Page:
If six-time All-Star Bryce Harper really is nearing a free-agent decision, don’t expect it to be a “short-term” deal. At least that’s according to one insider.
MLB Network‘s Jon Heyman says that “word is Bryce Harper is not signing – or even considering – short-term deals.”
It’s up to your imagination to decide what exactly a short-term deal would have looked like, but the guess here is that it would have been a three-year deal with an annual salary at or north of $35 million and a full no-trade clause. Such a deal would have allowed Harper to re-enter the free-agent market after the 2021 season, the same offseason that the collective bargaining agreement expires. Mike Trout and Mookie Betts, both of whom can be free-agents after the 2020 season, also would have set a new baseline for the salaries of superstar outfielders a year prior, which would benefit Harper as he reached free-agency at age 29. (Others have suggested it would have been a five or six year deal, but it’s hard to imagine such a deal not including an opt-out after the 2021 season.)
It’s still entirely possible that the chance to become a free-agent after the 2021 season could entice Harper to sign on the dotted line. But it would come in the form of a player opt-out, with five to seven years still guaranteed at an annual rate north of $30 million if Harper chose not to opt-out.
Consider this: Jason Heyward signed an eight-year/$184 million free-agent contract with the Chicago Cubs ahead of the 2016 season. Heyward, then 26, was coming off of the best season of his career with the St. Louis Cardinals, having posted a career-high 5.6 fWAR. The expectation was that Heyward would opt-out of his deal after the third season, and join the great Harper, Manny Machado free-agent class. He would only be 29, and three years of inflation would allow him to collect more than the average annual salary of $23 million that his current deal was paying him.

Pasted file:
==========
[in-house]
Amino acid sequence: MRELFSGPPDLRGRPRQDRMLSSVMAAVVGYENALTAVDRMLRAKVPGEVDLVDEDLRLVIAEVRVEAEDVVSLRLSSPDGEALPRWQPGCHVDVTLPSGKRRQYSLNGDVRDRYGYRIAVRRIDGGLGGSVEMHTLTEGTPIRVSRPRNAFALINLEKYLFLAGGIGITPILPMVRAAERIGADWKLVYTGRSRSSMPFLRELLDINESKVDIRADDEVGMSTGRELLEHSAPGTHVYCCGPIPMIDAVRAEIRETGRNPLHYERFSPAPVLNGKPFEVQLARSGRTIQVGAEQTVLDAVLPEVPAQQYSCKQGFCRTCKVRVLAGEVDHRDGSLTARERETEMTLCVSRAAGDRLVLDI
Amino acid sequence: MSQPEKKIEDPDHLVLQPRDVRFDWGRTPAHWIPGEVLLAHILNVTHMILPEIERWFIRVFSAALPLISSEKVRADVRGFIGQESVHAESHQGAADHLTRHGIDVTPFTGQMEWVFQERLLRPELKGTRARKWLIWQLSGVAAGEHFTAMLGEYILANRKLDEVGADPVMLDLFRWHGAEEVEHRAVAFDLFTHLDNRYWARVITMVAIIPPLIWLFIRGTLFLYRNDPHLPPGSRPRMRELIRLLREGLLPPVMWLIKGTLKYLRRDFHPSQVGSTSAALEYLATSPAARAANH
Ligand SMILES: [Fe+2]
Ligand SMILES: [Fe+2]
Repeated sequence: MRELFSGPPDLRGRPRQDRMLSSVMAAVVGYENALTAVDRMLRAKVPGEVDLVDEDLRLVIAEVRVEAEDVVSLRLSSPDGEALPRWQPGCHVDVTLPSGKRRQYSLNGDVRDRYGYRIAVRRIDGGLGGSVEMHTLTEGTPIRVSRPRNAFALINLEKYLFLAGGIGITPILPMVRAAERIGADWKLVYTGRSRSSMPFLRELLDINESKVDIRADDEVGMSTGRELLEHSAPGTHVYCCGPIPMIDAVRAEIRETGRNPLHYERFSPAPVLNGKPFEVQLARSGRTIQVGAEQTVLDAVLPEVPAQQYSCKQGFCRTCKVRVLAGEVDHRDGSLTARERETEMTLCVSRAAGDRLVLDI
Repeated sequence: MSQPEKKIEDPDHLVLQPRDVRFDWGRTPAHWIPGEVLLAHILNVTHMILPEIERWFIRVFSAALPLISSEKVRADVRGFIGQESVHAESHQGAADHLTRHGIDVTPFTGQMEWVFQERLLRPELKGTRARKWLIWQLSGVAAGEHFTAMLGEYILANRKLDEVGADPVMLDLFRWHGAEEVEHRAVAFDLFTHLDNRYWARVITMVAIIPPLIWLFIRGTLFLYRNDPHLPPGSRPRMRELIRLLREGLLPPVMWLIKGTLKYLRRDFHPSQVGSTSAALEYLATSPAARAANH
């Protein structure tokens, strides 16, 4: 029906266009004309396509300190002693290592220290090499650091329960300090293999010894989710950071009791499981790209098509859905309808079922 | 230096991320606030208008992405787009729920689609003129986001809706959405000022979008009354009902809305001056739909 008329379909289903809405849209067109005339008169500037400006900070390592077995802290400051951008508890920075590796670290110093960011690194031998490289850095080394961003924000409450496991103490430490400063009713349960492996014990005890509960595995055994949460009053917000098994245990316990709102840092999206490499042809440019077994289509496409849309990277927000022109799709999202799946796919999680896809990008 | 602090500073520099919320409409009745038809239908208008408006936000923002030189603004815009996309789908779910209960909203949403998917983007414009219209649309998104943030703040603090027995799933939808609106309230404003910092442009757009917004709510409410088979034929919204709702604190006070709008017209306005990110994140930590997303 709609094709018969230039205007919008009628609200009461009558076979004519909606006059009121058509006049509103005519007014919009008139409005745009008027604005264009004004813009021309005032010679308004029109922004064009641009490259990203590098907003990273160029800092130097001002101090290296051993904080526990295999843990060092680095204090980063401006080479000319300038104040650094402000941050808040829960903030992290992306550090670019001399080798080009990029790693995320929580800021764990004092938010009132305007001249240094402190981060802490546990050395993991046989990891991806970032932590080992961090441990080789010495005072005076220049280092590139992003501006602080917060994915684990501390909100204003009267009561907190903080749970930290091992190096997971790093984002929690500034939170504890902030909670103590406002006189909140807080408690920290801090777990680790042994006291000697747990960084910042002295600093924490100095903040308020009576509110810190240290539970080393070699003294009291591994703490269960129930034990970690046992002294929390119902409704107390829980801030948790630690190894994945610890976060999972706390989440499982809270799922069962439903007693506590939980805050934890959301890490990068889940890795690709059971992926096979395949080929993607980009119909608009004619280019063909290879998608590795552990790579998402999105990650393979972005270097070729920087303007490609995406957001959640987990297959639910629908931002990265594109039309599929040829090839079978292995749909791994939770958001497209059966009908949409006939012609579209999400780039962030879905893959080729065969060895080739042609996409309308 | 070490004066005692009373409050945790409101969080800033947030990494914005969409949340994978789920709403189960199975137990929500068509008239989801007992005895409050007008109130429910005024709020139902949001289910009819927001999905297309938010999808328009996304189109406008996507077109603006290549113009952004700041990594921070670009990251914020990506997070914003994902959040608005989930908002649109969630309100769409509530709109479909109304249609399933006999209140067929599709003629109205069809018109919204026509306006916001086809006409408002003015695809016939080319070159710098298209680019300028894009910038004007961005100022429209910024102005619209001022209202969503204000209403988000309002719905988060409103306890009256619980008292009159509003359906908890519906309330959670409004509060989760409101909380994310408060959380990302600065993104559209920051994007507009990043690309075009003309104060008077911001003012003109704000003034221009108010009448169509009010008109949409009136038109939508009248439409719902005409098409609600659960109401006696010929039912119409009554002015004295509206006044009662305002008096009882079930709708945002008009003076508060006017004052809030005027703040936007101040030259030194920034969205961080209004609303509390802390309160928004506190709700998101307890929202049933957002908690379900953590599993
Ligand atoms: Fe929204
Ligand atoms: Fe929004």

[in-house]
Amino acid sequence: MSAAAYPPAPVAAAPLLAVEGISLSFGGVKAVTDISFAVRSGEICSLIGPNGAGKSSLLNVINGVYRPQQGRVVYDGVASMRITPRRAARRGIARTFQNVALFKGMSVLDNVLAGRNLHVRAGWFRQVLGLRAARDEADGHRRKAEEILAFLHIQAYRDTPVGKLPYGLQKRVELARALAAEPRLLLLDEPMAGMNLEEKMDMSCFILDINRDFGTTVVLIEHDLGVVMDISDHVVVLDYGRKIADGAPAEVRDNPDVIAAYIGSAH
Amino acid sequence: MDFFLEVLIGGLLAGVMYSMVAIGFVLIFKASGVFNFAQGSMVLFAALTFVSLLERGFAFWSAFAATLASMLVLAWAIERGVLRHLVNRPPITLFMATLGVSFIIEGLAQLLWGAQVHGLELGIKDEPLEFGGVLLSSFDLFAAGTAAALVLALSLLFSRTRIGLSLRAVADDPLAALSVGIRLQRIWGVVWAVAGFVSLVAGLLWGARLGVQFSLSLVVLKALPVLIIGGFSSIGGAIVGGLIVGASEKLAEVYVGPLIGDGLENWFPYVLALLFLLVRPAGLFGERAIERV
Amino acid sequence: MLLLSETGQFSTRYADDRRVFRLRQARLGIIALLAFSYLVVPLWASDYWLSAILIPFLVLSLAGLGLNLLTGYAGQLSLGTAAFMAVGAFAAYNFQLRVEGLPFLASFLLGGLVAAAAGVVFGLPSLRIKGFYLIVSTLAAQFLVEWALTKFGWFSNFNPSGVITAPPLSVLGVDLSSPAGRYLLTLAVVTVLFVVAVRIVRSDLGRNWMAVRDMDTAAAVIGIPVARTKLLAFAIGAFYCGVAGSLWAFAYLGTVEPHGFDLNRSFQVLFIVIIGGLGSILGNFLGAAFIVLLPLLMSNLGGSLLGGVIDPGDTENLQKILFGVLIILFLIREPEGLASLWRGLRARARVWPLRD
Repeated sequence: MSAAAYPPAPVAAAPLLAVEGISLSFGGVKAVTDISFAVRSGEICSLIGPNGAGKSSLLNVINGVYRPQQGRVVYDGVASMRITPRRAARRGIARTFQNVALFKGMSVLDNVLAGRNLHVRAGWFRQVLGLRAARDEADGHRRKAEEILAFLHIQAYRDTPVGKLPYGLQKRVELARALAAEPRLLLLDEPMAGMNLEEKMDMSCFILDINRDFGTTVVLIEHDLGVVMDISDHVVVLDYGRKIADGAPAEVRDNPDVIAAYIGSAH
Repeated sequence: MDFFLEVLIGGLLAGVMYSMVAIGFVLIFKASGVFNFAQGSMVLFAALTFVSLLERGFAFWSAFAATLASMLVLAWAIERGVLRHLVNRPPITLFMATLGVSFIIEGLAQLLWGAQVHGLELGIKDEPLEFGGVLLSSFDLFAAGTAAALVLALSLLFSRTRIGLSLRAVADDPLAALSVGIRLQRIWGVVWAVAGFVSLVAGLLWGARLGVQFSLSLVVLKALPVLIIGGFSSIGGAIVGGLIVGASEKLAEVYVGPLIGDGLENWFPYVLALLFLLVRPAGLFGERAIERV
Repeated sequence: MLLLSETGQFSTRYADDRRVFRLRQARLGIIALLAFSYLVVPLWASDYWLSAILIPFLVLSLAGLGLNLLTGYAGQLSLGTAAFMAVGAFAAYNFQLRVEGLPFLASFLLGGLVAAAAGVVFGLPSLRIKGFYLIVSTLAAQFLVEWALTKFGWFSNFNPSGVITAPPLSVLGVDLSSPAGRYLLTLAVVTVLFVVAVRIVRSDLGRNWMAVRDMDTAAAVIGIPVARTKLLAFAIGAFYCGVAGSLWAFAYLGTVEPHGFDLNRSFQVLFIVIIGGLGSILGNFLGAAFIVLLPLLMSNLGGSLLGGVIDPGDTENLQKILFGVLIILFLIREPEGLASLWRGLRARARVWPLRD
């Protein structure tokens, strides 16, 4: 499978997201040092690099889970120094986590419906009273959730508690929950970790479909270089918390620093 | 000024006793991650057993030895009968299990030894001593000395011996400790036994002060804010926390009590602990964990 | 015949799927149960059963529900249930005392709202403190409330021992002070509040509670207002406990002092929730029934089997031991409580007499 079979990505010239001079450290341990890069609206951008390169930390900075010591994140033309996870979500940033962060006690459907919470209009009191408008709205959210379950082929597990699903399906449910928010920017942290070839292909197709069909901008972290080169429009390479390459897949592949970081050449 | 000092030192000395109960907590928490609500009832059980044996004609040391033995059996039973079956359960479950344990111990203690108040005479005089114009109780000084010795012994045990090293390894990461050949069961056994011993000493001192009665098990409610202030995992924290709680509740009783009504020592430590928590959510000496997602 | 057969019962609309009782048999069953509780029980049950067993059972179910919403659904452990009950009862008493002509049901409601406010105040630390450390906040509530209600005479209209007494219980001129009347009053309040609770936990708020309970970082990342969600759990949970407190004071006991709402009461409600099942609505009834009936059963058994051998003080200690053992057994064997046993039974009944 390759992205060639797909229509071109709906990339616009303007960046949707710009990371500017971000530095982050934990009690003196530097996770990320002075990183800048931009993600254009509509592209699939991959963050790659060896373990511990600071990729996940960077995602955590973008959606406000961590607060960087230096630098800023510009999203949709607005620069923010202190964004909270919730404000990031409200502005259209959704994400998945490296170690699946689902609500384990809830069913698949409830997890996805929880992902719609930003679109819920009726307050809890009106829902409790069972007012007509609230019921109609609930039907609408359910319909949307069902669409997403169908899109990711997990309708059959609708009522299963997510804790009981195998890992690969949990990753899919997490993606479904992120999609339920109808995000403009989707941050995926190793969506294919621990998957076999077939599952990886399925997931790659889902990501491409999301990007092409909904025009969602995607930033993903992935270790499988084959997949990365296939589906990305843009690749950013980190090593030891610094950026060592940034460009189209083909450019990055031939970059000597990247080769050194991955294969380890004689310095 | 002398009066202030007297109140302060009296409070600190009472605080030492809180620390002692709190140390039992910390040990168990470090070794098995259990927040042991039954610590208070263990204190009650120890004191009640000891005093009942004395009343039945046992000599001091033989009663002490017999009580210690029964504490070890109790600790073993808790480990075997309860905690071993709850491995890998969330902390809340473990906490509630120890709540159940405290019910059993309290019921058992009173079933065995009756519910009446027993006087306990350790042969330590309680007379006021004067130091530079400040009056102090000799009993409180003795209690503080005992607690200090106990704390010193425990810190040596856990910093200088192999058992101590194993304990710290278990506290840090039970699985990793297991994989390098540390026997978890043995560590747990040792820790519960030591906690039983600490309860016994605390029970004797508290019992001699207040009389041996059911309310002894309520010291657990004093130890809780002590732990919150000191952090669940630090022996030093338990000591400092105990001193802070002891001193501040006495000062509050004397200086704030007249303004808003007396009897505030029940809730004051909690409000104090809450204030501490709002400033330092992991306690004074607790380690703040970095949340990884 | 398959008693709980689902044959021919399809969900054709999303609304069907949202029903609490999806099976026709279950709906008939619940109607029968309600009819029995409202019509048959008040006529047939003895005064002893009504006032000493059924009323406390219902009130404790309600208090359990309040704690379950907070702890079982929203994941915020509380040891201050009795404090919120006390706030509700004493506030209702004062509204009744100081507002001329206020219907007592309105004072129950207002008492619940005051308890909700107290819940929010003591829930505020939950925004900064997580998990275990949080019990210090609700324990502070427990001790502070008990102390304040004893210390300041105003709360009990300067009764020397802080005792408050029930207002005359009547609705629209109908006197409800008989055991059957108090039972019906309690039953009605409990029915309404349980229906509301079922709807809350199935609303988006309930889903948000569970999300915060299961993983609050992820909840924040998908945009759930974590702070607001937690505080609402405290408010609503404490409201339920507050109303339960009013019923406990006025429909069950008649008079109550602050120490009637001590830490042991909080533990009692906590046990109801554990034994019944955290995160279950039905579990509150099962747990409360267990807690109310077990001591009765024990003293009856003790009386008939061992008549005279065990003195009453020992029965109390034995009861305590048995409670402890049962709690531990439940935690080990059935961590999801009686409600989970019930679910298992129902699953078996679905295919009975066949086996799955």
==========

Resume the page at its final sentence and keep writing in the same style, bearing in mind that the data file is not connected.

Well, not only have salaries not continued to rise for star free-agents over the past three years, but Heyward’s deal with the Cubs has turned into a disaster. He did win a World Series with the Cubs in 2016, and has remained a good fielder, but after posting a 5.6 fWAR in 2015, he’s totaled a 4.0 fWAR in three seasons with the Cubs. Understandably, he elected not to exercise his opt-out and become a free-agent this offseason. He’s owed $106 million over the next five seasons, which doesn’t count the deferred money in his deal that will bring it to the total value of $184 million. It was nice for Heyward to have the chance to opt-out this offseason, but if his deal had simply expired, he likely would have been looking at a one-year deal, as opposed to being guaranteed over $100 million more. Even if he had signed a five-year deal instead of an eight-year deal, he would be owed $60 million, over $40 million less than he is guaranteed for having secured eight guaranteed years.
This isn’t to say that Harper’s production will fall off the map over the next three seasons. He’s 26, he should just be entering his prime. If he got the chance to play 81 games at Citizens Bank Park, one would think that would only help his production. But major injuries happen. Baseball is a strange sport; players inexplicably come back some seasons and can’t figure out what once made them a star. So yes, if the Phillies want to put forward their best offer to Harper, it would probably behoove them to include an opt-out relatively early in the deal. It would also make sense for them to leave five to seven seasons after that potential opt-out that still look enticing if Harper were to decide, for whatever reason, not to test free-agency again in a few seasons.
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